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Virus restrictions deal European economy lesser blow than in spring



The wave of new coronavirus lockdowns that has swept across Europe in recent weeks has hit consumer services activity hard, but the wider economy is less affected than when the pandemic first hit in the spring, according to high-frequency data indicators.

Alternative economic data such as truck mileage, trips to entertainment venues and offices, and restaurant bookings have become widely watched since the pandemic began as they offer a more timely gauge of the economy, although they are less comprehensive and reliable than official data.

The indicators show the damage that the new restrictions are doing to Europe’s services industry, but they also suggest that more people are continuing to travel to work than they did in the spring and manufacturing is still operating.

“Lessons have been learned by governments from the first lockdown as sectors that provide marginal gains in terms of virus containment are now still open,” said Bert Colijn, an economist at ING. “Governments have focused largely on keeping economic activity going and curtailing recreation and retail . . . this is a ‘lockdown of fun’.”

Line chart of Government response stringency index, 100 = strictest  showing The new lockdowns are lighter than in the spring

Travel to entertainment and retail hubs plummeted in the first week of November, according to geolocation phone data tracked by Google.

The largest falls were in countries where the new lockdown involved the closure of all non-essential retail, such as France and Ireland.

In countries where restrictions are more narrowly targeted, particularly Germany, mobility to consumer services hubs shrank less.

In some countries, such as Spain and Italy, governments have adopted a mixture of curfews and localised lockdowns rather than strict national measures.

Line chart of % change compared to average from Jan 3 to Feb 6 (rolling seven-day average) showing European visits to retail and recreation venues plunge

The hit to the broader European economy looks milder than in the spring as factories and building sites have remained open in most countries.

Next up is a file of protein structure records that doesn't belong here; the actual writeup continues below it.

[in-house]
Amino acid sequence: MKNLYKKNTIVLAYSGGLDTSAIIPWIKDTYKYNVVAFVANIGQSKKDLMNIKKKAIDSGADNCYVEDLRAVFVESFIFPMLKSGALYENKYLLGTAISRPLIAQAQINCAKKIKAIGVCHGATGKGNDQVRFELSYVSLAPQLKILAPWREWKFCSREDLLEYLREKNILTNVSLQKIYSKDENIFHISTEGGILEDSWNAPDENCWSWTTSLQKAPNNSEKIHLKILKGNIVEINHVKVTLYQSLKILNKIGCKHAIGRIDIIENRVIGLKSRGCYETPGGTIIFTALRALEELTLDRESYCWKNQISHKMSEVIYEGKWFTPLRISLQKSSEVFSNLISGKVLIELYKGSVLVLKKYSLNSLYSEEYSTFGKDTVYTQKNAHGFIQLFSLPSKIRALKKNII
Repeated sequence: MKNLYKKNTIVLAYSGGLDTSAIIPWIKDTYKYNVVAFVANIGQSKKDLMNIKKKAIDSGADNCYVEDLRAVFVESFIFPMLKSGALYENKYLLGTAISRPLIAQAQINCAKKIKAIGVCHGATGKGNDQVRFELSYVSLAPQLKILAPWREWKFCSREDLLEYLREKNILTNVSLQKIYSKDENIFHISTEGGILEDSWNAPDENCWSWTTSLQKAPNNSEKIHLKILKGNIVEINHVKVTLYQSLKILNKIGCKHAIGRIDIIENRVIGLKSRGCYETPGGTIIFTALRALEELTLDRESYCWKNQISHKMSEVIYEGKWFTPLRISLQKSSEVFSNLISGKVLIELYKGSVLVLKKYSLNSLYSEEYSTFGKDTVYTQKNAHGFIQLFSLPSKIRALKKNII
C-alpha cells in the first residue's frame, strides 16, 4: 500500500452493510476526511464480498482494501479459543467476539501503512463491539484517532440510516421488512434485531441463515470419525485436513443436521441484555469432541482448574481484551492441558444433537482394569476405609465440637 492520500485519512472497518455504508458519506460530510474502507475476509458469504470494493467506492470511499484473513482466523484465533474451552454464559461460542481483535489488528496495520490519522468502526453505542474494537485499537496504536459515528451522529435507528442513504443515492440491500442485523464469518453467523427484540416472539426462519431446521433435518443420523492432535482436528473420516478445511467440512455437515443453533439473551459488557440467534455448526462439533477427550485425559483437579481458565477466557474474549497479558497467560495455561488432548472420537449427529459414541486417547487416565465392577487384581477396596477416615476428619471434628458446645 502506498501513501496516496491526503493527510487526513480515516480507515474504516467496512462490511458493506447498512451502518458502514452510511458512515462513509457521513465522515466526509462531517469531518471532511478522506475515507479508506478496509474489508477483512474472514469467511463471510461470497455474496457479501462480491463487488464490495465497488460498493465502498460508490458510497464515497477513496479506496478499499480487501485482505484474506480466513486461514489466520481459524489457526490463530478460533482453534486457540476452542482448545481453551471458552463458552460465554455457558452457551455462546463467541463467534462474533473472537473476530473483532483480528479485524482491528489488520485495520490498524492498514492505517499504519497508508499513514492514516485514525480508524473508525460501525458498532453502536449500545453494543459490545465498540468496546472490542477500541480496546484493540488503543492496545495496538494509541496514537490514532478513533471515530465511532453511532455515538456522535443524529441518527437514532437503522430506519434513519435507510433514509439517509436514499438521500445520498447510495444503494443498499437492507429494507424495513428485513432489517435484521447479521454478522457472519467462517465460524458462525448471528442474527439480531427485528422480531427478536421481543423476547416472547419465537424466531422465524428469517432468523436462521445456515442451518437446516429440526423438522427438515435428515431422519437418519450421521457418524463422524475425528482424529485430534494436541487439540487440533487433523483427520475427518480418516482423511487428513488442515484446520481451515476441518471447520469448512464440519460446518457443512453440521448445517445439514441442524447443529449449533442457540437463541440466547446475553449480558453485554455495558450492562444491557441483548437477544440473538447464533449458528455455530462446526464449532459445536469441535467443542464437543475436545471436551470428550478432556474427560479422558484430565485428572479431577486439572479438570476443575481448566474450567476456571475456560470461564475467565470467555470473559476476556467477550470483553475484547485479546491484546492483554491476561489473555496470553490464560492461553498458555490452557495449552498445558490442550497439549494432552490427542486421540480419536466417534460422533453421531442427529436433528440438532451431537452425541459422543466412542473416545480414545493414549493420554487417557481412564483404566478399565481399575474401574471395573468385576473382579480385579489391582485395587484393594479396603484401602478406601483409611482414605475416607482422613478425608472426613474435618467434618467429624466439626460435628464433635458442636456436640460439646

Travel to workplaces has not fallen to the levels seen at the height of the first wave of the pandemic, even in the countries with the strictest lockdowns. In France, it fell 30 per cent in the first week of November — half the drop seen in the spring.

In Germany, work-related travel has barely changed from the peak of economic reopening this summer.

Ana Boata, head of macroeconomic research at trade credit insurer Euler Hermes, said the economic hit of the new restrictions to the eurozone economy in the final quarter “should prove 30-60 per cent less severe” than in the spring, and so the bloc’s recovery “could thus be delayed but not derailed”.

She forecast a 4 per cent quarter-on-quarter fall in eurozone gross domestic product in the final three months of this year.

However, she also warned of an increased risk of “of long-term scarring to the economy . . . in the face of more insolvencies, higher unemployment and increased pressure on the banking sector”.

Line chart of % change compared to average from Jan 3 to Feb 6 (rolling seven-day average) showing Mobility to workplaces has not fallen as much as in the spring

Continued growth in Europe’s export-led manufacturing sector is also helping the wider economy.

The German truck mileage index, which closely correlates with industrial production according to the German office for national statistics, was holding up strongly in early November. Germany is by far the eurozone’s largest manufacturing producer.

And the European supply chain is currently running at 94 per cent of its capacity according to Shippeo, which tracks real-time information on transport flows and the operation of power plants across Europe.